The Department of Health and Human Services (HHS) is embracing a new cybersecurity routine after the ongoing public health crisis placed a new target on the agency and malicious actors boosted their efforts to infiltrate the agency and access sensitive data, HHS CISO Janet Vogel said this week.

Vogel said the agency’s cybersecurity benefitted from the department’s under-the-radar status prior to the coronavirus pandemic.  The health crisis, however, brought unwelcomed attention from adversaries.

“When it comes to cybersecurity, HHS wasn’t thought of as a premier area and we really enjoyed that type of anonymity in the past, just a bit under the radar,” Vogel said at MeriTalk’s August 18 Protect and Secure: Proactive Strategies to Manage Vulnerabilities webinar. “But that’s all over now with COVID-19 and we are strengthening our program in many ways every day,” she said.

In March, HHS faced a distributed denial of service attack that forced the agency to up its cyber protocol. According to Vogel, HHS “doubled down” on cybersecurity activities and collaboration during the pandemic to keep its networks and data protected.

“The denial of service attack came on us very quickly and it ramped up faster than we really anticipated it could or would,” Vogel admitted. Since then, HHS has implemented new cyber programs and procedures to mitigate the possibility of a future attack. “We learned we need to do simple things like be very aware of the thresholds we have on our network traffic. Also, any data that could be exfiltrated, we want to manage that and manage the size so that we can see it,” Vogel explained.

Cyber forensics – powered by technology such as machine learning and other algorithms – have been put in place to analyze traffic quickly and improve the agency’s response, Vogel said. The expanded view of the network, combined with other tools and procurement activities to defend the perimeter, are giving HHS employees a new perspective on its cyber defense.

“Cybersecurity went way up in people’s minds and people have been very responsive with a speed that we hadn’t seen before,” she said. HHS has increased its education and outreach efforts to keep every worker vigilant to cyberthreats, including through vectors like phishing and spam.

On agencywide strategic tactics, Vogel added, “Crowdsourced penetration testing offers measurable results for reducing our risk.” She continued, “Our crowdsourced pen-testing has been the main component of our response. Over 14,000 hours of testing – that measures out to 350 full days each year that someone somewhere is doing crowdsourced pen-testing on us.”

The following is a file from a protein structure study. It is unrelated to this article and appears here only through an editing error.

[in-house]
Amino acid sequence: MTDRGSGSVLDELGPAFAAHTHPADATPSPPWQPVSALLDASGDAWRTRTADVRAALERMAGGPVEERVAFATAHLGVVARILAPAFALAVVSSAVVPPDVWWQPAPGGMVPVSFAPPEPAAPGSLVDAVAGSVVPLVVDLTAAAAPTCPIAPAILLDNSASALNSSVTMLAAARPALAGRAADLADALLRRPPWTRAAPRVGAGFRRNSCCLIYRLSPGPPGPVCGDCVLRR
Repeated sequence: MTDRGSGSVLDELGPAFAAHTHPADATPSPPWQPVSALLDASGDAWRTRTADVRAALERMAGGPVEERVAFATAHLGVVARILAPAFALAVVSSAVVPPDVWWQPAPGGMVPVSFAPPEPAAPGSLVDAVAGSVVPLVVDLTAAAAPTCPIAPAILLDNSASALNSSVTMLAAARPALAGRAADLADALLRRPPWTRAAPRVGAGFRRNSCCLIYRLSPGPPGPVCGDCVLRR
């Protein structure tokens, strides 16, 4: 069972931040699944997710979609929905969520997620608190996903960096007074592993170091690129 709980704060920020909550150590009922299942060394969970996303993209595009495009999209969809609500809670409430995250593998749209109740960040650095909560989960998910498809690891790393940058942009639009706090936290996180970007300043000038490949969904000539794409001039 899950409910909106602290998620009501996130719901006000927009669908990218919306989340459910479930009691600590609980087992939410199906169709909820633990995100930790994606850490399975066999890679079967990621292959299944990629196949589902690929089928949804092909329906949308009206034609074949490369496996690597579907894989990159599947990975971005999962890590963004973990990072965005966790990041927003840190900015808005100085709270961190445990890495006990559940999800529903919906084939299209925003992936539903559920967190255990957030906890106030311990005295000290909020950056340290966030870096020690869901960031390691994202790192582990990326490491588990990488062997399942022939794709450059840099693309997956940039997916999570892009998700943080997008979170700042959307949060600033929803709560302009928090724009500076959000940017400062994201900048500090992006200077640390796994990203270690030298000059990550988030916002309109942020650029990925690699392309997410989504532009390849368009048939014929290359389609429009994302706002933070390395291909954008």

Mark Kuhr, CTO and co-founder of Synack, emphasized the importance of combatting threats like the ones Vogel mentioned. Since the switch to widespread remote work in March, according to Kuhr, there’s been an uptick in email-based threats and malicious phishing attempts that strategies like network transparency and remote authentication can help protect against.

“Hackers are trying to get in through your network devices and your external applications, but we’ve definitely seen in the last January to April period a huge spike in the number of spam messages and emails with malicious URLs that mimic either health authorities or impersonating government or impersonating partners,” Kuhr warned. “It’s certainly a common attack vector.”

At HHS specifically, Vogel and her team have also noticed new trends in the motivations behind cyberattacks. She said that adversaries are now targeting sensitive health information. “Protecting that information and making sure that we can execute our mission is very critical,” Vogel asserted, “and this healthcare pandemic has really focused that.”

Vogel also said that the pandemic and cyberthreats have led to a new cybersecurity perspective across the agency. Cybersecurity is now a necessity, she said, and HHS has implemented a risk prioritization strategy that keeps it up to date on the latest threats. As Kuhr predicts that remote work and the use of internet-connected devices will only increase, he recommended Federal agencies take a “fresh look” at all cybersecurity lines of effort.

“It’s important that we take a fresh look at how we’re approaching vulnerability management, how we’re approaching IT and asset management,” he said. “Everything up and down the stack needs a fresh look to set us up for the future. It’s 2020 – going into 2021 shortly – and we need to prepare for more devices on the internet than ever before and more remote work.”

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Katie Malone
Katie Malone
Katie Malone is a MeriTalk Staff Reporter covering the intersection of government and technology.